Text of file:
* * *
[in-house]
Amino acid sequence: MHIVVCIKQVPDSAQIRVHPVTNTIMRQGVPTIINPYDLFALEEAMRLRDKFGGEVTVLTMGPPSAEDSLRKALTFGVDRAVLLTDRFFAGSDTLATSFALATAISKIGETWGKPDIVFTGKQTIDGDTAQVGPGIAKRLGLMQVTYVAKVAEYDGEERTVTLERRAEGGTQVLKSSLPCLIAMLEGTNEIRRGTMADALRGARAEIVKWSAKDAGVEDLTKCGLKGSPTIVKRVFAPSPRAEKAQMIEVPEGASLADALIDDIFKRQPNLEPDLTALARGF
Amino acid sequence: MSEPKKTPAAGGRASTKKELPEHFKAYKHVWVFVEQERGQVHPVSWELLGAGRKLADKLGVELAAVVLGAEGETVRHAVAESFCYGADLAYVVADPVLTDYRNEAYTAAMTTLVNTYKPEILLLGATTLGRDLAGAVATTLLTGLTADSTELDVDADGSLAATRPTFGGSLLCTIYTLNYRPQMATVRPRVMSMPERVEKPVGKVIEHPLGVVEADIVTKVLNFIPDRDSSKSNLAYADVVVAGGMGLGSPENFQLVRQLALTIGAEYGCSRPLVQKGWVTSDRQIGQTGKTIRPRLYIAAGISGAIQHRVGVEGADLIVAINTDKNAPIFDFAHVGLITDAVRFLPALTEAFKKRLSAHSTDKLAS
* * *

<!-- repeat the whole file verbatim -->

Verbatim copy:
[in-house]
Amino acid sequence: MHIVVCIKQVPDSAQIRVHPVTNTIMRQGVPTIINPYDLFALEEAMRLRDKFGGEVTVLTMGPPSAEDSLRKALTFGVDRAVLLTDRFFAGSDTLATSFALATAISKIGETWGKPDIVFTGKQTIDGDTAQVGPGIAKRLGLMQVTYVAKVAEYDGEERTVTLERRAEGGTQVLKSSLPCLIAMLEGTNEIRRGTMADALRGARAEIVKWSAKDAGVEDLTKCGLKGSPTIVKRVFAPSPRAEKAQMIEVPEGASLADALIDDIFKRQPNLEPDLTALARGF
Amino acid sequence: MSEPKKTPAAGGRASTKKELPEHFKAYKHVWVFVEQERGQVHPVSWELLGAGRKLADKLGVELAAVVLGAEGETVRHAVAESFCYGADLAYVVADPVLTDYRNEAYTAAMTTLVNTYKPEILLLGATTLGRDLAGAVATTLLTGLTADSTELDVDADGSLAATRPTFGGSLLCTIYTLNYRPQMATVRPRVMSMPERVEKPVGKVIEHPLGVVEADIVTKVLNFIPDRDSSKSNLAYADVVVAGGMGLGSPENFQLVRQLALTIGAEYGCSRPLVQKGWVTSDRQIGQTGKTIRPRLYIAAGISGAIQHRVGVEGADLIVAINTDKNAPIFDFAHVGLITDAVRFLPALTEAFKKRLSAHSTDKLAS